Throughout the course students also have access to an academic advisor, usually the leader of their selected degree pathway, who provides them with academic support and guidance. All members of teaching staff have weekly office hours when they are available to meet with students on a ‘drop-in’ basis, but the Department’s teaching staff are renowned for being friendly, approachable, and helpful should you have queries at any time. The department and its Bioarchaeology Research Group are a vibrant research community, offering an exciting programme of Departmental, Bioarchaeology, and Postgraduate Research seminars that students are strongly encouraged to attend.

Entry requirements

A minimum of an upper second-class (2:1) degree (GPA 3.3.) or equivalent in Archaeology, Anthropology, Biology, Biochemistry, Chemistry, Environmental Science, Geography, or related disciplines. Relevant working experience will also be considered.

Reference Requirements

One satisfactory reference is required.

Application Deadlines

There is no specific deadline for applications, although applications for any given academic year must be received before the start of that academic year (i.e. applications for the 2020/21 academic year must be received before October 2020).

Home/EU applicants are strongly recommended to apply by September to allow sufficient time for their applications to be processed before the start of the academic year. Overseas applicants are strongly recommended to apply by July, since they will need their Confirmation of Acceptance to Study (CAS) number to be issued before they can apply for a visa.

Tuition fee deposit

All self-financing overseas students are required to pay a £1,000 tuition fee deposit if an offer from the Department of Archaeology is accepted. The tuition fee deposit is paid before the University issues a Confirmation of Acceptance to Study (CAS) number, which is required in order to apply for a visa.

A £500 deposit is also payable by UK applicants if an offer of a place from the Department of Archaeology is accepted.

English language requirements

Fees and funding

Full Time Fees

Tuition fees
Home students £11,000 per year
EU students £23,750 per year
Island students £11,000 per year
International students £23,750 per year

Part Time Fees

Tuition fees
Home students £6,050 per year
EU students £13,070 per year
Island students £6,050 per year
International students £13,070 per year

The tuition fees shown are for one complete academic year of study, are set according to the academic year of entry, and remain the same throughout the duration of the programme for that cohort (unless otherwise stated).

Please also check costs for colleges and accommodation.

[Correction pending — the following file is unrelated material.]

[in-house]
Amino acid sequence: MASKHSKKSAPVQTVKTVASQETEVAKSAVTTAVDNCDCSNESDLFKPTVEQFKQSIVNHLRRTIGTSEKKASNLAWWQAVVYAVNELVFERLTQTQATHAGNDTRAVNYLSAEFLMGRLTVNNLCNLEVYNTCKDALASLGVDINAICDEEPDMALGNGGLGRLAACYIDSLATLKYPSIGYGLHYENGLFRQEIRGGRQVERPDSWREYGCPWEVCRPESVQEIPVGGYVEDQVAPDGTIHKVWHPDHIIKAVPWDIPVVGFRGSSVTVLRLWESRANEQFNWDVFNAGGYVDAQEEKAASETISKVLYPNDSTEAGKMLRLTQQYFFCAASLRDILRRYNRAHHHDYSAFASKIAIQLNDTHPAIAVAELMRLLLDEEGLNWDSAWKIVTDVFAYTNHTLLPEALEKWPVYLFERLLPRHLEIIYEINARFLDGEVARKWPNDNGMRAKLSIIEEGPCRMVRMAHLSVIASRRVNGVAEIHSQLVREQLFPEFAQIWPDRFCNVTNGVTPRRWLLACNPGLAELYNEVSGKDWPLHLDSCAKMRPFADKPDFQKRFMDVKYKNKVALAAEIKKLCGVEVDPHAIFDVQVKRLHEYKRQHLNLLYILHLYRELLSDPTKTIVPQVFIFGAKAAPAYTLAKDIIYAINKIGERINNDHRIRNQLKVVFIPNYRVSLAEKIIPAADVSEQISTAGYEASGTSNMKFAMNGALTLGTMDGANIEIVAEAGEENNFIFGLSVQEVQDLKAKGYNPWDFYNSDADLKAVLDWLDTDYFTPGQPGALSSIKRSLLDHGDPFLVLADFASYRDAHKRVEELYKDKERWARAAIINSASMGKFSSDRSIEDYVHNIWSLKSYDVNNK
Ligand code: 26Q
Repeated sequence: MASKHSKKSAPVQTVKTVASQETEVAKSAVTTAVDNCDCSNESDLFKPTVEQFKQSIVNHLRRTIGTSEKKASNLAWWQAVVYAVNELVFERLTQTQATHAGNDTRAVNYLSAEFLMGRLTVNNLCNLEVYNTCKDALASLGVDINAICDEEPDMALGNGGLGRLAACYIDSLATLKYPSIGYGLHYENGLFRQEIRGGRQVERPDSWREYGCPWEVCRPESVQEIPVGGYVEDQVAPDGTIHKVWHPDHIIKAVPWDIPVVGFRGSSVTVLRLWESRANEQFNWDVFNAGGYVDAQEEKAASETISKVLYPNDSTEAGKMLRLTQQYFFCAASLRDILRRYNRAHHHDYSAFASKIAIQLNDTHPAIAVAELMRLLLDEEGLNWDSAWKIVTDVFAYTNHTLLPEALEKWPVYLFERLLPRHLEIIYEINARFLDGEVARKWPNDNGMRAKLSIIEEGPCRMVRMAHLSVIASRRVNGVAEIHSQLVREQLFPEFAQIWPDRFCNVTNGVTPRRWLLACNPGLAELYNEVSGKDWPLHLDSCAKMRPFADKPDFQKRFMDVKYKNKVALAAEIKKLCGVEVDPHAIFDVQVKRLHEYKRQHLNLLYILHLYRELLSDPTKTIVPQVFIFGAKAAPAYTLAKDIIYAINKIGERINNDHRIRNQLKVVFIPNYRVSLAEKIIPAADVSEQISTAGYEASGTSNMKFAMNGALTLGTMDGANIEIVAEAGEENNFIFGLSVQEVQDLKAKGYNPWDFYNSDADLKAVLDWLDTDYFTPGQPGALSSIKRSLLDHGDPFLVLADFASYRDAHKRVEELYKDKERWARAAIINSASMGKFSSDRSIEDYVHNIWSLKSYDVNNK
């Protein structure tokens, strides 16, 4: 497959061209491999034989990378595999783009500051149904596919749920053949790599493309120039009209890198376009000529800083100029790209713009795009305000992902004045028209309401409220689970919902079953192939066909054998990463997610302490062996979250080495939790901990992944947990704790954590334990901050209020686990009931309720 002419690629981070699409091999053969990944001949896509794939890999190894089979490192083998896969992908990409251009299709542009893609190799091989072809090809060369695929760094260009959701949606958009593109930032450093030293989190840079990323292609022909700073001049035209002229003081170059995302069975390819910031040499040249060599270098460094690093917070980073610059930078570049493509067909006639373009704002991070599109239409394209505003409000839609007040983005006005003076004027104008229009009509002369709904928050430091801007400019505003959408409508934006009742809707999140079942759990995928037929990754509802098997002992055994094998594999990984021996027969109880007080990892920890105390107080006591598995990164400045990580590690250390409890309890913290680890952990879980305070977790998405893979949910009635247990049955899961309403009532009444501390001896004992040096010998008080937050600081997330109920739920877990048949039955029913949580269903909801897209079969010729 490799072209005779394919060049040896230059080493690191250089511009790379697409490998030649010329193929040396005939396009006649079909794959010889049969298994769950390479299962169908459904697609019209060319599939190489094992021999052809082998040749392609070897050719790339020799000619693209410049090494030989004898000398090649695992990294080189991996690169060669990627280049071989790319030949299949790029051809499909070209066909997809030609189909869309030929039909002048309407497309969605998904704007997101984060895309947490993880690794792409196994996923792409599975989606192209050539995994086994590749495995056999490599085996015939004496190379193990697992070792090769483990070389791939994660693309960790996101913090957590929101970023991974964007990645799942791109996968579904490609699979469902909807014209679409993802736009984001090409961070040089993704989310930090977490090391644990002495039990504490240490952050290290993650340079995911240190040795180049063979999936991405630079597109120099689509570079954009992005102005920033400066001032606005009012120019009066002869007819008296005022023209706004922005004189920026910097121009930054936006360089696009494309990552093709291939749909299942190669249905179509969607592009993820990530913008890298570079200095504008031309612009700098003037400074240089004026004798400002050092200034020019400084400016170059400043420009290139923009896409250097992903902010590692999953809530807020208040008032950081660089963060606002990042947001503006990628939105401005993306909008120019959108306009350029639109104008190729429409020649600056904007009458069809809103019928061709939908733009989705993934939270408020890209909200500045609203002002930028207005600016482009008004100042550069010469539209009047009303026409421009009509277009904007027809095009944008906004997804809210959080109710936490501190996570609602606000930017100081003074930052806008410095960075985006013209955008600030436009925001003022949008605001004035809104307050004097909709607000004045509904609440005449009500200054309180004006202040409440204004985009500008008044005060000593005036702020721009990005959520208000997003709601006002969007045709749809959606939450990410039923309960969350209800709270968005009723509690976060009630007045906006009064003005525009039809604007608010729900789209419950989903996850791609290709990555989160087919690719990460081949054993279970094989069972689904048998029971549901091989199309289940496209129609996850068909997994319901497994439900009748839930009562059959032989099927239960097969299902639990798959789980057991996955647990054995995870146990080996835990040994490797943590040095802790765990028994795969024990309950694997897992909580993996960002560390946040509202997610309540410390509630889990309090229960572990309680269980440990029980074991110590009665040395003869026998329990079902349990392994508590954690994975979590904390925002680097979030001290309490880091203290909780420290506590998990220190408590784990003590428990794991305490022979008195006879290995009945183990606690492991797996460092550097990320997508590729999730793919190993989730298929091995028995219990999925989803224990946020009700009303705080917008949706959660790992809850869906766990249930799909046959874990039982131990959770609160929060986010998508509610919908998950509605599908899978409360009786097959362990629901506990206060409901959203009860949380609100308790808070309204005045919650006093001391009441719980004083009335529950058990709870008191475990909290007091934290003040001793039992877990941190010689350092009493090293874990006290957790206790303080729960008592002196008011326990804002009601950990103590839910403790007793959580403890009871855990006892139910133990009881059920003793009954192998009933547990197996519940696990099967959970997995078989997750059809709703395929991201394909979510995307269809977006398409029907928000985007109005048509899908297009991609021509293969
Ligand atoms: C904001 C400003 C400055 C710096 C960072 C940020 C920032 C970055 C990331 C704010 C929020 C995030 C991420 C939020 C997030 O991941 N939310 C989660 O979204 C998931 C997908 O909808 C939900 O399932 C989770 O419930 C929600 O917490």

Scholarships and Bursaries

We are committed to supporting the best students irrespective of financial circumstances and are delighted to offer a range of funding opportunities. 

Find out more about Scholarships and Bursaries

Career opportunities

Archaeology

Many of our postgraduates move into an academic career, either teaching or by taking up post-doctoral research positions in universities. Others join museums or national and regional heritage organisations. Some work in professional archaeology, in national or local planning departments, while others elect to use their analytical and presentation skills to gain positions in industry, commerce and government.

Department information

Archaeology

Our internationally respected research expertise will provide you with some of the best resources available for archaeological research. Here at Durham, we have one of only three commercial archaeology units in the UK based in a university department. You will be able to work with experts and have access to state-of-the-art laboratories and specialised facilities in the Department of Archaeology.

For more information see our department pages.

Rankings

  • 4th in the QS World University Subject Rankings for Archaeology 2021.
  • 3rd in The Complete University Guide 2021.
  • 3rd in The Guardian University Guide 2021.

Staff

For a current list of staff, please see our Archaeology pages.

Research Excellence Framework

  • Ranked joint 1st in the UK for Internationally Excellent and World-leading research impact (REF 2014).

Facilities

We are one of the most comprehensively equipped archaeology departments in the UK. Our facilities include project rooms with state-of-the-art interactive technology, teaching laboratories, a computer suite, a photographic studio, internationally renowned scientific research laboratories in DNA, conservation, isotopes, environmental archaeology, luminescence dating, palaeopathology, soil and bone chemistry, and collections that support research in biometrics, informatics, and Anglo Saxon stone sculpture.

More information on our facilities and equipment.

Visit Us

The best way to find out what Durham is really like is to come and see for yourself!

Postgraduate Open Day
  • Date: 24/11/2021
  • Time: 09:00 - 17:00
Register for open day
Discover Durham Tours
  • Date: 25/10/2021
  • Time: 13:30 - 16:00
Register for open day